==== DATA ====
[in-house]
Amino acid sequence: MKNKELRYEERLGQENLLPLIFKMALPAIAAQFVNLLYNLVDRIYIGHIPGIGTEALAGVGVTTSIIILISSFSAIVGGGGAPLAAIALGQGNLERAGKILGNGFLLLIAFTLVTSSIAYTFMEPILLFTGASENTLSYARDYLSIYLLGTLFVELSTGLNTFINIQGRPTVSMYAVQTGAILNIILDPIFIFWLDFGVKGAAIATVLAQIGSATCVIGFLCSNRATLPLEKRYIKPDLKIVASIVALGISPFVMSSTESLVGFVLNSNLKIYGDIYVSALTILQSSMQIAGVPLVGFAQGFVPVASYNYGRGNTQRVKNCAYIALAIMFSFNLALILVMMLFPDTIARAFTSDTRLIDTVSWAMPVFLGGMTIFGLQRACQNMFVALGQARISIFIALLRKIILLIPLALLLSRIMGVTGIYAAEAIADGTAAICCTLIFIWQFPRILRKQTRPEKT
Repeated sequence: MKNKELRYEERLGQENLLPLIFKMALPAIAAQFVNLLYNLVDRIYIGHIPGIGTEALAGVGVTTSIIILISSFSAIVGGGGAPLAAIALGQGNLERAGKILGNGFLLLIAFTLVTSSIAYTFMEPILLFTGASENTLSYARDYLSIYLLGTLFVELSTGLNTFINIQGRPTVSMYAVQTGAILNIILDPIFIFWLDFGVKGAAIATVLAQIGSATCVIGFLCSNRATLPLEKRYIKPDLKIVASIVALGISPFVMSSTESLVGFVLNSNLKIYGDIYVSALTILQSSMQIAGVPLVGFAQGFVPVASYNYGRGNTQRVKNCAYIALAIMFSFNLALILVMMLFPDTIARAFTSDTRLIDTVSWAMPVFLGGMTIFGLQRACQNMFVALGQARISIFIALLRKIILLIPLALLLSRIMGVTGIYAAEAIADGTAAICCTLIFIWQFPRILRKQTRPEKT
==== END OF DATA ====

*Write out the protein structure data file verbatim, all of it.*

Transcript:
[in-house]
Amino acid sequence: MKNKELRYEERLGQENLLPLIFKMALPAIAAQFVNLLYNLVDRIYIGHIPGIGTEALAGVGVTTSIIILISSFSAIVGGGGAPLAAIALGQGNLERAGKILGNGFLLLIAFTLVTSSIAYTFMEPILLFTGASENTLSYARDYLSIYLLGTLFVELSTGLNTFINIQGRPTVSMYAVQTGAILNIILDPIFIFWLDFGVKGAAIATVLAQIGSATCVIGFLCSNRATLPLEKRYIKPDLKIVASIVALGISPFVMSSTESLVGFVLNSNLKIYGDIYVSALTILQSSMQIAGVPLVGFAQGFVPVASYNYGRGNTQRVKNCAYIALAIMFSFNLALILVMMLFPDTIARAFTSDTRLIDTVSWAMPVFLGGMTIFGLQRACQNMFVALGQARISIFIALLRKIILLIPLALLLSRIMGVTGIYAAEAIADGTAAICCTLIFIWQFPRILRKQTRPEKT
Repeated sequence: MKNKELRYEERLGQENLLPLIFKMALPAIAAQFVNLLYNLVDRIYIGHIPGIGTEALAGVGVTTSIIILISSFSAIVGGGGAPLAAIALGQGNLERAGKILGNGFLLLIAFTLVTSSIAYTFMEPILLFTGASENTLSYARDYLSIYLLGTLFVELSTGLNTFINIQGRPTVSMYAVQTGAILNIILDPIFIFWLDFGVKGAAIATVLAQIGSATCVIGFLCSNRATLPLEKRYIKPDLKIVASIVALGISPFVMSSTESLVGFVLNSNLKIYGDIYVSALTILQSSMQIAGVPLVGFAQGFVPVASYNYGRGNTQRVKNCAYIALAIMFSFNLALILVMMLFPDTIARAFTSDTRLIDTVSWAMPVFLGGMTIFGLQRACQNMFVALGQARISIFIALLRKIILLIPLALLLSRIMGVTGIYAAEAIADGTAAICCTLIFIWQFPRILRKQTRPEKT